“Through the people being trained, a decision was taken in 2018 for us to form a Women Mediators Network. [This so as to] use the skills that women got out of the training to build peace and also their resources. For instance, The Lady of Peace Community Foundation, which is well resourced. The foundation has been using its resources to build peace in communities affected by unrest, particularly service delivery protests. We thought that if we could put those energies under one roof, we could be able to achieve something as a country. It is not only about these recent events, it is about us building a peaceful nation even before we had the unrest,” she says.
Celeste Diale who co-founded the Lady of Peace Community Foundation (LOPECO) with her mother Dieketseng in 2017, said the foundation is founded on connection, empowerment and advocating for the youth.
“As someone who participated in the peace table, we learned to understand where people come from. Young people want to be heard,” she says.
Lobe describes Shope, after whom the network is named, as a peacemaker and peacebuilder.
“When DIRCO took a decision to name its training programme after her, to name its dialogue forums, it was a result of the department acknowledging the role she played as a South African who lived in exile who also came back home. There are many stories about her in exile of how she nurtured youngsters. They were not only taught how to fight, but they were also taught how to make peace,” says Lobe in an interview with SAnews.
Experiences and best practice in peace and security have been shared at the annual Gertrude Shope Dialogue Forums that DIRCO has hosted since 2015 and this led to the formation of the network, which would create a platform for South African and African women mediators to continue to work for peace.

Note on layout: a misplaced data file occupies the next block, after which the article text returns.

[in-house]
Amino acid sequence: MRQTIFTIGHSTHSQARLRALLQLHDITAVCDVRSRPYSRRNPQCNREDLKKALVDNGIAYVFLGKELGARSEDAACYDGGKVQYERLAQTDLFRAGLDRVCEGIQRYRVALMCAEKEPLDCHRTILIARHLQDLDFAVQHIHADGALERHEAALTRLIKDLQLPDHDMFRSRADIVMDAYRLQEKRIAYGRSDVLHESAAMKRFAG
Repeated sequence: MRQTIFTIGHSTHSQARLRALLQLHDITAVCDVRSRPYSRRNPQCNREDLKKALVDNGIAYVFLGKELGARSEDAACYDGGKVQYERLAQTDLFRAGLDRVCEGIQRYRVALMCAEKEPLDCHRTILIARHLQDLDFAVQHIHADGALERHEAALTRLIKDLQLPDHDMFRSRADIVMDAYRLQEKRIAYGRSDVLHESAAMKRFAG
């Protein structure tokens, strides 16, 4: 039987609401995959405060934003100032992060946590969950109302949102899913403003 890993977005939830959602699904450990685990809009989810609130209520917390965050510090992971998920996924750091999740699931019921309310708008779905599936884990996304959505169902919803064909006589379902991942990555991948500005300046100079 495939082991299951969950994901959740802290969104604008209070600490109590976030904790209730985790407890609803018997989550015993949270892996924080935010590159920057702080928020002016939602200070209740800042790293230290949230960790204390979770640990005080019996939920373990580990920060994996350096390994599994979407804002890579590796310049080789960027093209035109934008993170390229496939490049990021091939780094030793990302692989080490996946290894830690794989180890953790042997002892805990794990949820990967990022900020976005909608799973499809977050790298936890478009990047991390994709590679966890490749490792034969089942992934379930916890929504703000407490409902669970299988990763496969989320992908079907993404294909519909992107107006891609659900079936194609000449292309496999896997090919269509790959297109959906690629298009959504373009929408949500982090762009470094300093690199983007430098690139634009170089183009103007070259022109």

“I am really humbled to know her. She inspires us. Jewels like her are rare. She always acknowledges the tribe of women who are behind her, including young people,” says Lobe.
Shope celebrated her 96th birthday earlier this month.
With the country currently commemorating Women’s Month, Lobe who is also the acting Chief Operations Officer at DIRCO and South Africa's Women, Peace and Security focal person, says women have become impatient at the pace of ensuring gender equality.
While the Beijing Declaration and Platform for Action, which is the international blueprint to achieve gender equality and women empowerment, has made progress, additional efforts are needed.
The Declaration remains an important UN instrument in pursuing the global women’s agenda of a full and equal share in economic, social, cultural and political decision-making. It aims to create an environment where women and men relations are based on a principle of shared power and responsibility, whether in the workplace or in the wider national and international communities.